Paul DohertyJuly 1st 2011.

Living in the city centre, I'm extremely aware of all the events going on as part of MIF (and Not Part Of) - increasingly so each year (well, two years). I don't saee how anyone could not be.
I've got tickets to about 10 shows (so far) - including a couple I only bought today, after the festival started. Several of these are for artists I'd never heard of before - I was encouraged purely because they were under the MIF banner, given the quality of past events.
I may be a 'student' but I'd rather spend £30 to see Marina Abramovic than £45 to go and see Black Eyed Peas in some enormodome (or even the Artic Monkeys - again - or similar). 'Demographics' don't mean that much really.
Oh and I NEVER read The Guardian!!!
Paul Doherty

Prince PhilipJuly 1st 2011.

The problem some people seem to be having with the festival is that it is clever, unagitated, quality-not-quantity-type middle class event.

I am so bored with these Newton Heath hoodies at all the other events in town - they are nowhere to be seen here...

James SpencerJuly 1st 2011.

There's nothing this time for me.... I enjoyed Zaha Hadid' portable concert hall and the concerts last time. But then I go to lots in Manchester the North, London and sometimes Brussels and Paris. I do my own 'festival' year round.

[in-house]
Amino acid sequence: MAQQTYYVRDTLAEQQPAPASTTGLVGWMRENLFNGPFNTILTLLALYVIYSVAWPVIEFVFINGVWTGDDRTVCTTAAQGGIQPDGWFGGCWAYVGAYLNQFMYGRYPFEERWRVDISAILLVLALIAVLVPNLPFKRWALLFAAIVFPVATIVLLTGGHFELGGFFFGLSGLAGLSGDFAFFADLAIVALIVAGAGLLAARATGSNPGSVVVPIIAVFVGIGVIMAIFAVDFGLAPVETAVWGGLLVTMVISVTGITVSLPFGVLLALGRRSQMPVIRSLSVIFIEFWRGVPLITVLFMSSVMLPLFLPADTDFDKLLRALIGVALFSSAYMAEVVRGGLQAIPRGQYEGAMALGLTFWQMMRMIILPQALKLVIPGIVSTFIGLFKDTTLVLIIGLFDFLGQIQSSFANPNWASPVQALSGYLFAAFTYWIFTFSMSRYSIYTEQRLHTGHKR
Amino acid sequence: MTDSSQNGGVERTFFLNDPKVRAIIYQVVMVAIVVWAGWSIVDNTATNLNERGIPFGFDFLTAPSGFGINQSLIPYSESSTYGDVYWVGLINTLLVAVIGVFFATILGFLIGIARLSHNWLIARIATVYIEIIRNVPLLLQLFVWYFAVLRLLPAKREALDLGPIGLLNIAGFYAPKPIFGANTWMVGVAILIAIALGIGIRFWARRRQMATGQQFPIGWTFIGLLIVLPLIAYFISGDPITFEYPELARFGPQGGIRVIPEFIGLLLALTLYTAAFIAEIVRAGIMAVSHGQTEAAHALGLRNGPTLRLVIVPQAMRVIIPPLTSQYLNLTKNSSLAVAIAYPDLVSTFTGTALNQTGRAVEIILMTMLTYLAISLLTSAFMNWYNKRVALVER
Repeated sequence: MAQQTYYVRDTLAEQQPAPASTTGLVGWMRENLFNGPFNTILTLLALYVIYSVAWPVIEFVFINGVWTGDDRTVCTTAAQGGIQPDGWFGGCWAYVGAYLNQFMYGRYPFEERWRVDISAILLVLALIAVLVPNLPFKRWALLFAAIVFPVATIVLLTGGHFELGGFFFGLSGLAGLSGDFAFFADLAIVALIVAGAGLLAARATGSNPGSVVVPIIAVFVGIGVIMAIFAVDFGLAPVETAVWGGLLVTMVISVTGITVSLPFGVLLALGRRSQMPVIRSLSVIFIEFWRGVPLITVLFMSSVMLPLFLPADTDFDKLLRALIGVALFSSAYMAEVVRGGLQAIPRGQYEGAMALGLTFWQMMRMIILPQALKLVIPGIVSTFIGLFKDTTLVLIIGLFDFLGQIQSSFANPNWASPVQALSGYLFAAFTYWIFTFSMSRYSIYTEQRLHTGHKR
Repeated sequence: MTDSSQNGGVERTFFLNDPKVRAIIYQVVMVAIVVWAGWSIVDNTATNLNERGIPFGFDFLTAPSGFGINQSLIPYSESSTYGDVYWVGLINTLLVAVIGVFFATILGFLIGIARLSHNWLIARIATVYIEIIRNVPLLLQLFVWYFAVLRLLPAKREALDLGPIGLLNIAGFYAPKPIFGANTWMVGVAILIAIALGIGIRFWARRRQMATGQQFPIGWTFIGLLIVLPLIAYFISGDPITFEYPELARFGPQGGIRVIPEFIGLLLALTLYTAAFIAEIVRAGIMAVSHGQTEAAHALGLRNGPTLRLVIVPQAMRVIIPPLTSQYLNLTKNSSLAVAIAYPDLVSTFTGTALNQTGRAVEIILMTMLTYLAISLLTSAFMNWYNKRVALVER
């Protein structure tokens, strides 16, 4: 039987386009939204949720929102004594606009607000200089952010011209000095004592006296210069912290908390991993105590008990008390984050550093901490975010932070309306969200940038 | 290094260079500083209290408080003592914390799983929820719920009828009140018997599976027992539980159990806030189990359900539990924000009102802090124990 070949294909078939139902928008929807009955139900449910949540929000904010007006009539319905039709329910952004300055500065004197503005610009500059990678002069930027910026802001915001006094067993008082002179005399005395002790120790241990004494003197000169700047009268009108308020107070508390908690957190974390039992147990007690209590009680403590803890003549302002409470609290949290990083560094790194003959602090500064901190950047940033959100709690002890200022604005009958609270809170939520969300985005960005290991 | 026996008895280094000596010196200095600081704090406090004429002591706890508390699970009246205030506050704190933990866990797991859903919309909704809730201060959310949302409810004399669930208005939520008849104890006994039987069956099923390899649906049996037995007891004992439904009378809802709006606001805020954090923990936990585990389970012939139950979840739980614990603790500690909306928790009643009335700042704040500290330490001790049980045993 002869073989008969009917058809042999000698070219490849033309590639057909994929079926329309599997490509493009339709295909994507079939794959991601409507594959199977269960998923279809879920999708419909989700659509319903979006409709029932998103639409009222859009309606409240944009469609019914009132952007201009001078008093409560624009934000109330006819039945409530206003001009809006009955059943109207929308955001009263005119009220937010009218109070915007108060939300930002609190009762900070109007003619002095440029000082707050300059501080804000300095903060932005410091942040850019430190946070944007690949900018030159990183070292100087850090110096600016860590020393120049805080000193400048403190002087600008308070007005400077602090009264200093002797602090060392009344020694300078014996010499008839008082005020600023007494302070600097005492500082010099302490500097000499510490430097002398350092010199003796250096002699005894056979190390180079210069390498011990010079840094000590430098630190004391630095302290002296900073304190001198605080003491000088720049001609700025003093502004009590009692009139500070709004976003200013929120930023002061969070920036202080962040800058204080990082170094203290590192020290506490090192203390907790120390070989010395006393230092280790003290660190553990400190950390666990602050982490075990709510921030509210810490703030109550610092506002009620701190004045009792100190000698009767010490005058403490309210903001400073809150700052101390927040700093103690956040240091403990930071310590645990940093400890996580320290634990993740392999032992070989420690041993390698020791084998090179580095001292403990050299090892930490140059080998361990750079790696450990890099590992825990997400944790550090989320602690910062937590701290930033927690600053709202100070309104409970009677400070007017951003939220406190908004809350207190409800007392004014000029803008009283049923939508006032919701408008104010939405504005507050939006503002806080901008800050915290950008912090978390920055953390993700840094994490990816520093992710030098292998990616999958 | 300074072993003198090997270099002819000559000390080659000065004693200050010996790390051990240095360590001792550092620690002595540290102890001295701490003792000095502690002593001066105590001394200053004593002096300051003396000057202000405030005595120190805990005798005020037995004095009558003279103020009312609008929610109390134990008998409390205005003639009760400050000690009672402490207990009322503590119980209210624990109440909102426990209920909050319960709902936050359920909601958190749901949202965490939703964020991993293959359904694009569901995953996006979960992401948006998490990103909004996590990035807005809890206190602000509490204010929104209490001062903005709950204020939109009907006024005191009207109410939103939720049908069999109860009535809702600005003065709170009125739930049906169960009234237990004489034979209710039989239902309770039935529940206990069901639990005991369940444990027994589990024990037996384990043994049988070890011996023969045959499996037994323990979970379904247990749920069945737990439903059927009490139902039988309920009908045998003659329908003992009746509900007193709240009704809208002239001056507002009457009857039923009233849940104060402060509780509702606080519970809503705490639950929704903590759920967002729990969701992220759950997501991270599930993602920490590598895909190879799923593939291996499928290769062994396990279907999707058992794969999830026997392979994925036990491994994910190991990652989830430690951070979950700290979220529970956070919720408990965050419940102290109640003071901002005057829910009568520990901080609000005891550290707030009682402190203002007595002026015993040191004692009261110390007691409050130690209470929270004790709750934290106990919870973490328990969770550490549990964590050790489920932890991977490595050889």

What is odd is its rootlessness. The events could be anywhere and the local institutions are not much involved ...a few as as locations maybe. It feels something of a boondoggle, an indulgence.

4 Responses: Reply To This...
Tom HilesJuly 1st 2011.

Perhaps, except Dr Dee (Albarn's English Opera) was Warden of Manchester Cathedral, and there are tours of the Ancoats Peeps as part of the festival - www.placenorthwest.co.uk/…/ps-this-weekend.html…

tblzebraJuly 2nd 2011.

Also The Day We Sang is about a local event...

tblzebraJuly 2nd 2011.

And another: True Faith -
A Celebration of Manchester-made talent.

JoanJuly 2nd 2011.

Alina Ibragimova, the violinist who played at the Zaha Hadid concert coccoon last time, is playing at Chet's. You might enjoy that, James. And there's a chance to look round the historic building.

CBJuly 2nd 2011.

You can do better than this Simon. You aren't really answering any of the questions from your headline or the opening gambit. If the analysis from Beth Mcann wasn't such a confused load of tripe then I'd have thought this piece was actually a press release from Not Part Of

BethJuly 2nd 2011.